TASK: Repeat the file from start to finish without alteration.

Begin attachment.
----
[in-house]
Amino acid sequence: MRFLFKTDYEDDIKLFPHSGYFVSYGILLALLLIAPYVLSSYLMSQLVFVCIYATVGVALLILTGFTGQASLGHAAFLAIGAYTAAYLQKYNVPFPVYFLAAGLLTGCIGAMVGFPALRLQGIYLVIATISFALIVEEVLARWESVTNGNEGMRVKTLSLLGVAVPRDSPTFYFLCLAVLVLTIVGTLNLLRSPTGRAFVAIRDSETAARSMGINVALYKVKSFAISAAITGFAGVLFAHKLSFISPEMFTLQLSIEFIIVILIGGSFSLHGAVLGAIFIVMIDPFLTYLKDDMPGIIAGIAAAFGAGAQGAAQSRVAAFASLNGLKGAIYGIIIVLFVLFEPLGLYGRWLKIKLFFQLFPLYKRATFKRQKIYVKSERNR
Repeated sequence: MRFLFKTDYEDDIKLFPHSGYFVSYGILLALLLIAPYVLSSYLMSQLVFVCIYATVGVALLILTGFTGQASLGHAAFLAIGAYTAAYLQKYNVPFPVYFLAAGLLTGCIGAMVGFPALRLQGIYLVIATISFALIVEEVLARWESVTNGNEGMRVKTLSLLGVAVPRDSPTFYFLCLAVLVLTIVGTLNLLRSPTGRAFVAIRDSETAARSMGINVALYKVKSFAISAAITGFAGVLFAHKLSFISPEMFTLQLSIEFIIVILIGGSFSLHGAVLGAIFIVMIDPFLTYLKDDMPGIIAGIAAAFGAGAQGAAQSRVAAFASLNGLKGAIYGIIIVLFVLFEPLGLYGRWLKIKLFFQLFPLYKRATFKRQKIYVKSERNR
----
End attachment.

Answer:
[in-house]
Amino acid sequence: MRFLFKTDYEDDIKLFPHSGYFVSYGILLALLLIAPYVLSSYLMSQLVFVCIYATVGVALLILTGFTGQASLGHAAFLAIGAYTAAYLQKYNVPFPVYFLAAGLLTGCIGAMVGFPALRLQGIYLVIATISFALIVEEVLARWESVTNGNEGMRVKTLSLLGVAVPRDSPTFYFLCLAVLVLTIVGTLNLLRSPTGRAFVAIRDSETAARSMGINVALYKVKSFAISAAITGFAGVLFAHKLSFISPEMFTLQLSIEFIIVILIGGSFSLHGAVLGAIFIVMIDPFLTYLKDDMPGIIAGIAAAFGAGAQGAAQSRVAAFASLNGLKGAIYGIIIVLFVLFEPLGLYGRWLKIKLFFQLFPLYKRATFKRQKIYVKSERNR
Repeated sequence: MRFLFKTDYEDDIKLFPHSGYFVSYGILLALLLIAPYVLSSYLMSQLVFVCIYATVGVALLILTGFTGQASLGHAAFLAIGAYTAAYLQKYNVPFPVYFLAAGLLTGCIGAMVGFPALRLQGIYLVIATISFALIVEEVLARWESVTNGNEGMRVKTLSLLGVAVPRDSPTFYFLCLAVLVLTIVGTLNLLRSPTGRAFVAIRDSETAARSMGINVALYKVKSFAISAAITGFAGVLFAHKLSFISPEMFTLQLSIEFIIVILIGGSFSLHGAVLGAIFIVMIDPFLTYLKDDMPGIIAGIAAAFGAGAQGAAQSRVAAFASLNGLKGAIYGIIIVLFVLFEPLGLYGRWLKIKLFFQLFPLYKRATFKRQKIYVKSERNR